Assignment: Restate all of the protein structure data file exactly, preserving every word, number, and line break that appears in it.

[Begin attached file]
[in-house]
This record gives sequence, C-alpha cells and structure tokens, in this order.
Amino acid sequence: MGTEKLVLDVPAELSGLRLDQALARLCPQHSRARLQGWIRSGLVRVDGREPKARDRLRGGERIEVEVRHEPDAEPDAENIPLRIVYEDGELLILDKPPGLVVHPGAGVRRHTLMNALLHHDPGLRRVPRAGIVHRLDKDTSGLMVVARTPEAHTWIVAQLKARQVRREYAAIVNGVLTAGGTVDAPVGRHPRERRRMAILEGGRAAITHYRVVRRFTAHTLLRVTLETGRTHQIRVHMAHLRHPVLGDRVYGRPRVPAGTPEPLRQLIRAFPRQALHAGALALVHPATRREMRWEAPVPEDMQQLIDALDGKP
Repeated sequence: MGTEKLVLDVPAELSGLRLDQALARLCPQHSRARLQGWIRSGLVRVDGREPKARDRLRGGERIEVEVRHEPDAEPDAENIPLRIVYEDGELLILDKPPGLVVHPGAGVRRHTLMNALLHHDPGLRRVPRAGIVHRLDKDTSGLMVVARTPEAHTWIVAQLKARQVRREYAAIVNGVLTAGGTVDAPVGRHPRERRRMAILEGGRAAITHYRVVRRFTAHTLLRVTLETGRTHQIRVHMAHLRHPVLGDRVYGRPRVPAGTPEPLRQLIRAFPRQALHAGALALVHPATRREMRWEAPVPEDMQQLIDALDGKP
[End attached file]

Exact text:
[in-house]
This record gives sequence, C-alpha cells and structure tokens, in this order.
Amino acid sequence: MGTEKLVLDVPAELSGLRLDQALARLCPQHSRARLQGWIRSGLVRVDGREPKARDRLRGGERIEVEVRHEPDAEPDAENIPLRIVYEDGELLILDKPPGLVVHPGAGVRRHTLMNALLHHDPGLRRVPRAGIVHRLDKDTSGLMVVARTPEAHTWIVAQLKARQVRREYAAIVNGVLTAGGTVDAPVGRHPRERRRMAILEGGRAAITHYRVVRRFTAHTLLRVTLETGRTHQIRVHMAHLRHPVLGDRVYGRPRVPAGTPEPLRQLIRAFPRQALHAGALALVHPATRREMRWEAPVPEDMQQLIDALDGKP
Repeated sequence: MGTEKLVLDVPAELSGLRLDQALARLCPQHSRARLQGWIRSGLVRVDGREPKARDRLRGGERIEVEVRHEPDAEPDAENIPLRIVYEDGELLILDKPPGLVVHPGAGVRRHTLMNALLHHDPGLRRVPRAGIVHRLDKDTSGLMVVARTPEAHTWIVAQLKARQVRREYAAIVNGVLTAGGTVDAPVGRHPRERRRMAILEGGRAAITHYRVVRRFTAHTLLRVTLETGRTHQIRVHMAHLRHPVLGDRVYGRPRVPAGTPEPLRQLIRAFPRQALHAGALALVHPATRREMRWEAPVPEDMQQLIDALDGKP